This is the story that science writer Ananyo Bhattacharya tells with great deftness in The Man from the Future, giving von Neumann his rightful place among such better-known giants as Albert Einstein or J Robert Oppenheimer ... Bhattacharya tells the story tremendously well, situating von Neumann’s work — in fields from quantum mechanics to game theory to cellular automata — as comfortably as I’ve ever seen it done. He’s also good at deadpan humour.
... a lucid and rewarding new biography of von Neumann that otherwise visibly quivers from the noble effort to not use too many von Neumann anecdotes. Truth to tell, Bhattacharya, a physics scholar turned science writer, is less biographer than cartographer. The book doesn’t reveal many new details of von Neumann’s life and character, and our hero himself vanishes for pages at a time. Instead, Bhattacharya composes a rich intellectual map of von Neumann’s pursuits, shading in their histories and evolutions, and tracing the routes and connections between them. He recruits every ounce of your attention: Quantum physics, nuclear bomb-making, and computer architecture are all gnarly subjects. But through his narrative, we attend the raucous birth of these disciplines, with von Neumann hovering like a fussy midwife ... One of the finest aspects of Bhattacharya’s book is his delineation of how the nuclear bomb and the modern computer flowered in parallel, and how von Neumann buzzed between the two, cross-pollinating and nurturing until one now seems inconceivable without the other.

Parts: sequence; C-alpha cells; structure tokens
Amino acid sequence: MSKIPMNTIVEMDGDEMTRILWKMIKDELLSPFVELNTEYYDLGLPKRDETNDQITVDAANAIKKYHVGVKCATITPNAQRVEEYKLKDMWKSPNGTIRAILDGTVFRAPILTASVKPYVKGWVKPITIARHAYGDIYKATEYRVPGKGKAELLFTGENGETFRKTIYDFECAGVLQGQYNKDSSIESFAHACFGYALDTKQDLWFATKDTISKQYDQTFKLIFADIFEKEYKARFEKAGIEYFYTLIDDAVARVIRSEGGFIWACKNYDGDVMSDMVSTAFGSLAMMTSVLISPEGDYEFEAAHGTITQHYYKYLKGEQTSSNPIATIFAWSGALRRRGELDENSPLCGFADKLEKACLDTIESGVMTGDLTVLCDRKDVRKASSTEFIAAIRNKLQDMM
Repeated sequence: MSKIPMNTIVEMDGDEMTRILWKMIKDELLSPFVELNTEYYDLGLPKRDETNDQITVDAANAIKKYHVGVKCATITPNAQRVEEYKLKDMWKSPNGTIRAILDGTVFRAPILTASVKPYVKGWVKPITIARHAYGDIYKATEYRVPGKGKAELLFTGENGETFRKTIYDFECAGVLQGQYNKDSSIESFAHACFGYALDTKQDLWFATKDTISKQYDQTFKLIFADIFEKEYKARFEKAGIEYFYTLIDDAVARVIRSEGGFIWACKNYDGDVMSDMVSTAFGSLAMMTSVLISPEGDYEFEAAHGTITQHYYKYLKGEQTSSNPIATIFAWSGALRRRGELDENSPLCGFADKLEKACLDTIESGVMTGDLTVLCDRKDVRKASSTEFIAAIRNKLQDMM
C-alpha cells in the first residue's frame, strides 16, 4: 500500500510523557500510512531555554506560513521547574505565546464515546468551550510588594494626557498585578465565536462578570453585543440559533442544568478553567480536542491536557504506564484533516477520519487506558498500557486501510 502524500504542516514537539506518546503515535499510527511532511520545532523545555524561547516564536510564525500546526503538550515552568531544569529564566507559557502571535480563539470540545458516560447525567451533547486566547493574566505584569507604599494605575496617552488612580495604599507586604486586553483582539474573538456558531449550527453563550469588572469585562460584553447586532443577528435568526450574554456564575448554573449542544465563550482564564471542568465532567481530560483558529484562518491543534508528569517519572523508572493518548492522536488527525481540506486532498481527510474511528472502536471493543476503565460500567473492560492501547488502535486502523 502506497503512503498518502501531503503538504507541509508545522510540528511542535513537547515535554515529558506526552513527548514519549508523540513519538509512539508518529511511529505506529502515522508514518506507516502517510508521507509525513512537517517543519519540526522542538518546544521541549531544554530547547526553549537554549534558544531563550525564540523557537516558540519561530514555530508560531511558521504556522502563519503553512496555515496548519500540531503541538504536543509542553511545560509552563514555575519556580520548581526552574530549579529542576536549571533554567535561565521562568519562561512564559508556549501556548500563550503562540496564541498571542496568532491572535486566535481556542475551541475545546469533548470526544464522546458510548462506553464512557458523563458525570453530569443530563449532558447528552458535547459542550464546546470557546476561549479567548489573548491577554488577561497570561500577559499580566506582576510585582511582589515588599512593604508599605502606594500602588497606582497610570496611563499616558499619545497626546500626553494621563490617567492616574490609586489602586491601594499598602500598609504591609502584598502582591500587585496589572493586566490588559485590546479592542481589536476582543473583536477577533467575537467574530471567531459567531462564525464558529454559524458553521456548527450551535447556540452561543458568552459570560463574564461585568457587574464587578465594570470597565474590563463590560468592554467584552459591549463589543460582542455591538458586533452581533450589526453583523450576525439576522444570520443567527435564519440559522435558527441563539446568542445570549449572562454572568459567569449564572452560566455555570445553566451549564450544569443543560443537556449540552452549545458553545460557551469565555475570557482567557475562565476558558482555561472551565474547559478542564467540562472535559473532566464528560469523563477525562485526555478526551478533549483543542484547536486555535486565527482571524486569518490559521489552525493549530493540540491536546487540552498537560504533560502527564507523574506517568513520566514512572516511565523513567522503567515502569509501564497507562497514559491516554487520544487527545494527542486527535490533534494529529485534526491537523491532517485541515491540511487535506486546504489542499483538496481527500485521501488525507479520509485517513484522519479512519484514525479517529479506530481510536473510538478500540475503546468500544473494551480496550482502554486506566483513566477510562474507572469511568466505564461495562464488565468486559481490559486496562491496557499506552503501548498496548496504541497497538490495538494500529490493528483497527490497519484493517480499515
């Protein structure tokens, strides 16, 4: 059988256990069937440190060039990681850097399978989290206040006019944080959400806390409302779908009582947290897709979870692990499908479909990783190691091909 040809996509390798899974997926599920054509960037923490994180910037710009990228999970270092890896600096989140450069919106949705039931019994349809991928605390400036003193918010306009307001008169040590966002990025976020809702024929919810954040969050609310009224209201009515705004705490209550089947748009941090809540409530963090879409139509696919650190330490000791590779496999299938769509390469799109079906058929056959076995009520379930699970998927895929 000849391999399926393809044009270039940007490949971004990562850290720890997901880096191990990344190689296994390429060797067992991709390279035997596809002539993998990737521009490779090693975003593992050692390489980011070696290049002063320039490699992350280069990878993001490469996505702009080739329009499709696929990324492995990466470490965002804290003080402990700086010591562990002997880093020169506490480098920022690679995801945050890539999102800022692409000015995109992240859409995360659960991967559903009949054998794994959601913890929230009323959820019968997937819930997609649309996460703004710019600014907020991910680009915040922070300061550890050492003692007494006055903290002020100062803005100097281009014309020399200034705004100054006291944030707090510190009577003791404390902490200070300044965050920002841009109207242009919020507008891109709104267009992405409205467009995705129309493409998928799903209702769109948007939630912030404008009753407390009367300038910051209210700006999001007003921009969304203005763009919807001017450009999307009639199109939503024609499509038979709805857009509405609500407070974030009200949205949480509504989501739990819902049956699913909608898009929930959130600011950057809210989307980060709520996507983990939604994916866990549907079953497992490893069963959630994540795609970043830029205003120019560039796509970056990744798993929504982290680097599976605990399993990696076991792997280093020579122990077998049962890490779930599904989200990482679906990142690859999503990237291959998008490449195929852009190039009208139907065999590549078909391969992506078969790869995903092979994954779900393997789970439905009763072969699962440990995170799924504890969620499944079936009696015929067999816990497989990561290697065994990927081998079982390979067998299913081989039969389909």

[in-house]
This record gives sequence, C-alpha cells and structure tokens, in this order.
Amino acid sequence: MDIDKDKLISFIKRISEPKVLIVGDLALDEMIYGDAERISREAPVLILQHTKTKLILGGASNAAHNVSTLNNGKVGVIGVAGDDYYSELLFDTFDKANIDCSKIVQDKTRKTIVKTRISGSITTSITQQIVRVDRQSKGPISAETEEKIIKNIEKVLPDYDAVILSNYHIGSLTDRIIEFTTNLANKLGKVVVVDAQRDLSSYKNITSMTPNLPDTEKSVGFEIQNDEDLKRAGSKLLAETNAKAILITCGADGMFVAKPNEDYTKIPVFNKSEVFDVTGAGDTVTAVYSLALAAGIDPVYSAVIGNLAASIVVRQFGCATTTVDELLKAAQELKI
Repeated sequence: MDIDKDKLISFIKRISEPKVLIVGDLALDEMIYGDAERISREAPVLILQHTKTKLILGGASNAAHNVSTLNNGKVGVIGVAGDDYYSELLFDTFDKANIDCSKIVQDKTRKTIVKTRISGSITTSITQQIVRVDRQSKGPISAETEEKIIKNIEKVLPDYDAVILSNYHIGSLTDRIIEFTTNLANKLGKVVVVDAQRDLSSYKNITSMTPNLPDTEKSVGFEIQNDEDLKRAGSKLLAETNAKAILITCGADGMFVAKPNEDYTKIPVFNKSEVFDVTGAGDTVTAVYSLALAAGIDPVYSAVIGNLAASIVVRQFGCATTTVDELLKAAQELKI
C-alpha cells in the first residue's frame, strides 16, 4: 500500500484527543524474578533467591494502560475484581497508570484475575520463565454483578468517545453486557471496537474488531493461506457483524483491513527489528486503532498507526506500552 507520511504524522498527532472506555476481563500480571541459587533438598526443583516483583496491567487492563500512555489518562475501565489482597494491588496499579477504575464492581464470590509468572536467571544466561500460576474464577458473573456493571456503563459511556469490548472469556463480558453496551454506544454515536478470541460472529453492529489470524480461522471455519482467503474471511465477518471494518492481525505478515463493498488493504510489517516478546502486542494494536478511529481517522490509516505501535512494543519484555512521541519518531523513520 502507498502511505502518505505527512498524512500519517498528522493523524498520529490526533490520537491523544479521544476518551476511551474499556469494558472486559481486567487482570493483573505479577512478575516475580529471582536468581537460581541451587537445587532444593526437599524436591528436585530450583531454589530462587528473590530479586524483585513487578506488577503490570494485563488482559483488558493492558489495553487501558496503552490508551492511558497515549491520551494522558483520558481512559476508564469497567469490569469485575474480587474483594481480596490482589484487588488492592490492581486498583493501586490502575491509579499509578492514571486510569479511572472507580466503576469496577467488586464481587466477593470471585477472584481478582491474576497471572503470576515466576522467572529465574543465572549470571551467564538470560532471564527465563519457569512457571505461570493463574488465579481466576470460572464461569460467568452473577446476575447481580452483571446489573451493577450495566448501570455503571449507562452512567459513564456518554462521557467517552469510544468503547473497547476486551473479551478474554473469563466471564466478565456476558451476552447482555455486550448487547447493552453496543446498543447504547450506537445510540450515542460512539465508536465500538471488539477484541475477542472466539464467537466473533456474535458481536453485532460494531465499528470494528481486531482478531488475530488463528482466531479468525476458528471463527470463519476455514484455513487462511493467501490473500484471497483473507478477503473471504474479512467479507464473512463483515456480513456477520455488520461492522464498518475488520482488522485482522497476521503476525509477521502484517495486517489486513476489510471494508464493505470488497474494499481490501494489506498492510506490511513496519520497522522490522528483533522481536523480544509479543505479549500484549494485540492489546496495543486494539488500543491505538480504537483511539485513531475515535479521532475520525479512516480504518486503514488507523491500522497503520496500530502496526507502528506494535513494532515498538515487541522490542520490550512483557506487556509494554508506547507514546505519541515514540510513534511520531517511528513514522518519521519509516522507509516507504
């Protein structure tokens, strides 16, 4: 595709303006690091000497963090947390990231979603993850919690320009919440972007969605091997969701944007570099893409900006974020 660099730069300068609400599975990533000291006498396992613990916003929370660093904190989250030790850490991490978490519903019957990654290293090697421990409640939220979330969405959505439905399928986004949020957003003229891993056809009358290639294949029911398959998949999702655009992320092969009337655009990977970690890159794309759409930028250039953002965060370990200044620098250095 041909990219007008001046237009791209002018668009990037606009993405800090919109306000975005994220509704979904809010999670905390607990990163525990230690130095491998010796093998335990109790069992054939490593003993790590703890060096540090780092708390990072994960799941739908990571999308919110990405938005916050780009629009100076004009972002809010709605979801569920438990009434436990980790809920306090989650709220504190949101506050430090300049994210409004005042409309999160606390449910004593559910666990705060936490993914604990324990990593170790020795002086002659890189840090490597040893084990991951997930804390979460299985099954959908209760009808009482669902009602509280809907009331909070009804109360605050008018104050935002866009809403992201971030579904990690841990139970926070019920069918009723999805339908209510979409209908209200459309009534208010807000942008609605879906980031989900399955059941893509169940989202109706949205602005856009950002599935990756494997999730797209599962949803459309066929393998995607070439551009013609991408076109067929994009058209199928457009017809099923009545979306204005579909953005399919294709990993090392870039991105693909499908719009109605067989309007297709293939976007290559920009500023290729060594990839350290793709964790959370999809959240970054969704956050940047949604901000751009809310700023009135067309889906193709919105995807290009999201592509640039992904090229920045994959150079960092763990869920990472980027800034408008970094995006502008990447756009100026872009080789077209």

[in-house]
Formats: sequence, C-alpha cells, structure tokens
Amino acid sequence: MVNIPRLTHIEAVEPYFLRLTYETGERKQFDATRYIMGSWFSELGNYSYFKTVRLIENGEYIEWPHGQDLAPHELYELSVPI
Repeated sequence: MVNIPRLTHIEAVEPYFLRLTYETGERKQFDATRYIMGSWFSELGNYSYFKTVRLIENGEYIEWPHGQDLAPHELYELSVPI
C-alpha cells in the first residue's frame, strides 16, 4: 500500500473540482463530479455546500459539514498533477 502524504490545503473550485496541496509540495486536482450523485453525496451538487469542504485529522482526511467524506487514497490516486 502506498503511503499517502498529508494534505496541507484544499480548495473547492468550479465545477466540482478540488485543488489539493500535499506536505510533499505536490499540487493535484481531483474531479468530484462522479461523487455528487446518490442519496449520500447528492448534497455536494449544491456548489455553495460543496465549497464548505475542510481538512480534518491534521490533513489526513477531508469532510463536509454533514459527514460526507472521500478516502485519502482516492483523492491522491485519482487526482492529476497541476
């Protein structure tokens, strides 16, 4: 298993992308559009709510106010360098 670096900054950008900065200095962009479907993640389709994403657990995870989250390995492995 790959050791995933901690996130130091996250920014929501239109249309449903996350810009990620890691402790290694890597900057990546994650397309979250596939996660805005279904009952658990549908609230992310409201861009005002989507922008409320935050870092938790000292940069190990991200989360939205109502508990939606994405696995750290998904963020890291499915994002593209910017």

The Man From the Future is an apt title for Ananyo Bhattacharya’s brisk exploration of the products of this astonishingly fruitful mind, and where his glittering array of contributions to such diverse fields have taken us since ... Mr. Bhattacharya...is a first-rate guide to the dauntingly complex nuts and bolts of these abstruse subjects. Although I am skeptical that any attempts at popular explanations of quantum mechanics can succeed, the author’s crystal-clear prose and his keen ability to relate the essence of mathematical and physical problems in understandable terms work just about everywhere else, making for a tour de force of enjoyable science writing ... Mr. Bhattacharya...relies entirely on secondary sources, not even consulting the von Neumann papers at the Library of Congress ... This necessarily narrows Mr. Bhattacharya’s portrait of his subject; it also leads him into some inaccuracy and injustice to von Neumann and others ... It is, however, a marvelously bracing biography of the ideas of John von Neumann, ideas that continue to grow and flourish with a life of their own.